Several years ago, I began to question what the real meaning of wisdom was. I knew it had to be more than an IQ score, or the ability to remember facts and figures. It had to be more than simply being able to make good decisions.
Gradually, I came to realize that wisdom is about recognizing balance. You see, in this life, there is a very fine line between what benefits us and what depletes us. What adds and what takes away. What builds up and what destroys. What brings us closer to our goals and aspirations, and what leads us further away. And just to complicate matters, the fine line is constantly shifting as we evolve and move through each experience.
I’ve come to see that true wisdom is recognizing balance (and just as importantly, recognizing the lack thereof).
And then I came to one of the glorious paradoxes of life. In order to enjoy, or even recognize “balance”, we must experience imbalance. Regularly! We are constantly slipping out of balance and when we become aware that it doesn’t feel so good, we make an effort to move back into balance or alignment.
Here’s just two examples from my own life:
1.) During my adulthood, I have been both a food-lover, who didn’t care at all about calories or ingredients. I loved and enjoyed food and indulged wherever and whenever I felt like it. Cheesecake was my favorite food.
I’ve also been a health nut who read ingredient labels obsessively and avoided a long list of foods, including MSG, sugar, wheat, meat, yeast, aspartame, artificial colors or flavors. The thing is, both extremes suited me for a while, but eventually I became aware that they were holding me back – the indulgent me began to suffer all kinds of health symptoms and lack of energy, and the obsessive me began to feel stressed and restricted from the effort of maintaining such a diet in a culture where food is celebrated and shared as a sign of love and hospitality.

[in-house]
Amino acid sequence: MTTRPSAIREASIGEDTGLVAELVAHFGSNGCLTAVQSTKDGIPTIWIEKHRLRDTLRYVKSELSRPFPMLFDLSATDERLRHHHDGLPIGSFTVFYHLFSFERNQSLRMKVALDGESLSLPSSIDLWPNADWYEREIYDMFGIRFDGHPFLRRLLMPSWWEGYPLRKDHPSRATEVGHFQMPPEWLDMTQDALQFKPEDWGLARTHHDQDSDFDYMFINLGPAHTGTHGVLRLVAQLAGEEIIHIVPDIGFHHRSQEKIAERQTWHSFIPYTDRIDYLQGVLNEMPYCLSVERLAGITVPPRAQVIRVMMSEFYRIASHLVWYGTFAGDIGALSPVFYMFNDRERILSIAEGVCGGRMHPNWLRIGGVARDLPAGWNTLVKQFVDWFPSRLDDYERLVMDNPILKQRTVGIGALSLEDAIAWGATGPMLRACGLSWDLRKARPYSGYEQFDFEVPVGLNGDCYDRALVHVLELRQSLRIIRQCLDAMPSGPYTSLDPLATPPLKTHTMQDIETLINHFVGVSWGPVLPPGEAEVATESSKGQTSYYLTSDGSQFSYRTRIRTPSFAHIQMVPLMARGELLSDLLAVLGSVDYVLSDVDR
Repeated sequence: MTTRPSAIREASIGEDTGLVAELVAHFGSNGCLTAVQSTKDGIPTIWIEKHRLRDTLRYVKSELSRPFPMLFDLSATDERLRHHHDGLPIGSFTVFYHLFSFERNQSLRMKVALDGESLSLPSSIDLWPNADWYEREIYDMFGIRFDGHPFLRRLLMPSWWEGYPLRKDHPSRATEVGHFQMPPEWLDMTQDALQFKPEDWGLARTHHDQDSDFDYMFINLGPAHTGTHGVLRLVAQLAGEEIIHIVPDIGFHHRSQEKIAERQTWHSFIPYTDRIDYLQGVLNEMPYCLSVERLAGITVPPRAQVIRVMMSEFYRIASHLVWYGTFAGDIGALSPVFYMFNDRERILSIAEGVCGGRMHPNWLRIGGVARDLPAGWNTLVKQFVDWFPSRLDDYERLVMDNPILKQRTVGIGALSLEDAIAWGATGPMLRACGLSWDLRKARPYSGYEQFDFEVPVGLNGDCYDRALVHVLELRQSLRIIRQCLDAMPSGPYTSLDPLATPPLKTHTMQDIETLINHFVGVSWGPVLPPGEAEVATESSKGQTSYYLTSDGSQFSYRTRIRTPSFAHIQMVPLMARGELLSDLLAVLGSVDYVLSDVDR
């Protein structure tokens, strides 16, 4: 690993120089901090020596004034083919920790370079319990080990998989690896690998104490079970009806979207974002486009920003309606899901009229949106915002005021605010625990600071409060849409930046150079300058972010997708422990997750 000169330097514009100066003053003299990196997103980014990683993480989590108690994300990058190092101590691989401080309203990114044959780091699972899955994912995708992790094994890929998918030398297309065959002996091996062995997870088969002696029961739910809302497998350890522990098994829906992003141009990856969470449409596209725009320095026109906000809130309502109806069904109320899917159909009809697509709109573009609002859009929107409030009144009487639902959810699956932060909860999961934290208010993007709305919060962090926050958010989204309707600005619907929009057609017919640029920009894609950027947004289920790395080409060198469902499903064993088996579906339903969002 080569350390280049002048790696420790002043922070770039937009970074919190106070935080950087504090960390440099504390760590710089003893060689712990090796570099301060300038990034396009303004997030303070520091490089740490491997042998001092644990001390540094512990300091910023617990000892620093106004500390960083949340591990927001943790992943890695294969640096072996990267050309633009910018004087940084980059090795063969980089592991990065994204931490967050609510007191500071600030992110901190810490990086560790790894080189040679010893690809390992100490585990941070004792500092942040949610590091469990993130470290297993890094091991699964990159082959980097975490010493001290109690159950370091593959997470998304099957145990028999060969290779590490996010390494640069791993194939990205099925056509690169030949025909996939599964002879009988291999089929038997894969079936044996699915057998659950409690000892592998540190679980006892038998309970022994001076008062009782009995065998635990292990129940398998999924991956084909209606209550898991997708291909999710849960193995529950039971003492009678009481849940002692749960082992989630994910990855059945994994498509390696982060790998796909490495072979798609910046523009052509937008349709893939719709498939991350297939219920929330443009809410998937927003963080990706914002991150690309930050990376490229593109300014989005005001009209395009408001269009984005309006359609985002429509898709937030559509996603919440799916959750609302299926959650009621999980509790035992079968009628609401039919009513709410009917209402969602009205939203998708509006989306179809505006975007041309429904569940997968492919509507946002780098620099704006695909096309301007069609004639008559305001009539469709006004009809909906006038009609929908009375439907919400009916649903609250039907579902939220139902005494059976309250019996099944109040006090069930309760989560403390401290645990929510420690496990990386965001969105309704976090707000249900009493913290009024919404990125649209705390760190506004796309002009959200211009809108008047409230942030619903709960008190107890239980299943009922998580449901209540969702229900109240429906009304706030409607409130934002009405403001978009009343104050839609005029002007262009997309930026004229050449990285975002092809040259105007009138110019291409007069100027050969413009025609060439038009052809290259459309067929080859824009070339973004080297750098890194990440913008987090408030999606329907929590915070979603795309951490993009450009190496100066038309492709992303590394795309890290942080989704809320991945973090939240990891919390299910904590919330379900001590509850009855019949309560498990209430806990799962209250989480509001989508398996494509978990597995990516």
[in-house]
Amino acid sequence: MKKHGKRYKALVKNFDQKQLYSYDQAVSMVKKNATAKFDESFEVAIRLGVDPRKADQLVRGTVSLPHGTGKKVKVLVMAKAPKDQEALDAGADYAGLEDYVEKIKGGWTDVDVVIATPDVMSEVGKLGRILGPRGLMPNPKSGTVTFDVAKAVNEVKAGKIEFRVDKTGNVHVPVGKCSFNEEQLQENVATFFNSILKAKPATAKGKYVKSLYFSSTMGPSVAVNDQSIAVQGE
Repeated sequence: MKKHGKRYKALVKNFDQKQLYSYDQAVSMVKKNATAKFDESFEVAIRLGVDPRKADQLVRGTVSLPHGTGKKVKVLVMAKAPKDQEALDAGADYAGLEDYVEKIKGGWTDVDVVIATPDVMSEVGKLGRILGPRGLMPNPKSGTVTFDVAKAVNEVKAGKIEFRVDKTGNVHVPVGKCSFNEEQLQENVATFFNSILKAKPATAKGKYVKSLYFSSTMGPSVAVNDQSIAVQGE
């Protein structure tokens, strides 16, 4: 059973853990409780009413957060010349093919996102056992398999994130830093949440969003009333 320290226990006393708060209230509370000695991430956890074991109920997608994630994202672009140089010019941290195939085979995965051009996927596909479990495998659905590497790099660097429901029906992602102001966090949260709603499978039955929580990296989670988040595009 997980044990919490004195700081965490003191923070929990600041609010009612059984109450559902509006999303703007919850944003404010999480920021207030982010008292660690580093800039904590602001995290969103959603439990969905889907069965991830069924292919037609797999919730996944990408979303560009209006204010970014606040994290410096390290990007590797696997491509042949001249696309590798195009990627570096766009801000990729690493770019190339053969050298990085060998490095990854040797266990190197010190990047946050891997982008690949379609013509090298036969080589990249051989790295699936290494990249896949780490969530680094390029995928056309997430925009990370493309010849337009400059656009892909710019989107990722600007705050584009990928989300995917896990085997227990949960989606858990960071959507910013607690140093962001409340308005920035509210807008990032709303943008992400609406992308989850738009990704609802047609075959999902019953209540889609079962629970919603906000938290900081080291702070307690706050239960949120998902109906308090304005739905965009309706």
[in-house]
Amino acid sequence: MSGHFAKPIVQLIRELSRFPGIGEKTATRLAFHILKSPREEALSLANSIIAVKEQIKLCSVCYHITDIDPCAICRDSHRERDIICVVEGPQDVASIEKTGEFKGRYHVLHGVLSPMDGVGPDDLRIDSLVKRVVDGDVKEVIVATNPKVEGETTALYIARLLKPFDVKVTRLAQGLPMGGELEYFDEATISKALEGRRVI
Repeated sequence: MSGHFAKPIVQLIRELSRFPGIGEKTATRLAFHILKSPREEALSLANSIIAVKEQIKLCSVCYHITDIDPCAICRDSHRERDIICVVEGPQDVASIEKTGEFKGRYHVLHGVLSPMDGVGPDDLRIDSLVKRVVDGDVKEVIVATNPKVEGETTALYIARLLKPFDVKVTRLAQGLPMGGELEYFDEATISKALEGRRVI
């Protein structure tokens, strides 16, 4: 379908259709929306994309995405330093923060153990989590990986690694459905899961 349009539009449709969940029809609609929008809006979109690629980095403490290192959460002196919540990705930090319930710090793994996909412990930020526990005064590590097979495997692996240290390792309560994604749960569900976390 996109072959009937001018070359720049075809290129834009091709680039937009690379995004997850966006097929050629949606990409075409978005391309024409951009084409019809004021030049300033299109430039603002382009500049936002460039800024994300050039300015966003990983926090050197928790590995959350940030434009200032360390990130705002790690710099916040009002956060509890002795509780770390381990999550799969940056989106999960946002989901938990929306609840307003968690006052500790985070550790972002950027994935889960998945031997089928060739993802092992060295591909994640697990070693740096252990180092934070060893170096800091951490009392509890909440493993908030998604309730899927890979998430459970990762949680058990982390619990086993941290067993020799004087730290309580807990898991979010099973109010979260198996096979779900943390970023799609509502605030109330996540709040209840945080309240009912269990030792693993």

I’m now somewhere in between, and still experimenting to find that harmonious balance that enhances my body and my life, rather than depletes them.
2.) During my late teens, I was spontaneous and carefree and loved to party. During this stage, I made plenty of irresponsible decisions (some of which I had to pay heavily for). I didn’t think too much about the future because I was busy having fun today. Several years and life-lessons later, I swung to the opposite extreme. I worked three jobs, saved my money and set goals to own my own home and start a business. Eventually, both extremes caught up with me and my physical health suffered because of it.
I’m still experimenting and learning that perfect balance between aspiring for tomorrow and enjoying today.
The thing is, we cant enjoy or even recognize a sense of “rightness” until we’ve experienced what a sense of “wrongness” feels like. Every “negative” emotion or experience allows us to recognize and appreciate it’s opposite.
If we avoid making mistakes or try to drown out all “negative” emotions, we are really depriving ourselves of the richness and depth of life. How can we possibly appreciate emotions of love or joy, if we’ve never fully experienced their opposite, or their lack, in our lives?
All of our imbalances, our “mistakes”, our “failures”, they all add to our understanding of what is right for us. They act as benchmarks as we seek to find balance, that wonderful sense of rightness and alignment that can only be realized by first experiencing how unpleasant if felt to be all out of whack. We learn by going too far to one extreme and discovering it didn’t feel so good, and perhaps swinging back to the opposite extreme and discovering (sooner or later) that doesn’t really work for us either. Through this learning process, we begin to discover where the happy medium lies.
As we move through life, that happy medium changes with every circumstance and experience, and it changes as we evolve and grow. What felt good and right and balanced for me five years ago, may seem all wrong for me today. This is why finding balance is a lifelong effort. No sooner have we discovered it, the goalposts move and suddenly we are once again seeking that sense of balance.
This is not disheartening. This is one of the utterly glorious things about life. If it weren’t so, life would be stale and boring and flat. Instead, we get to experience the exhilaration of the highs and the desperation of the lows, and both give meaning to the other.
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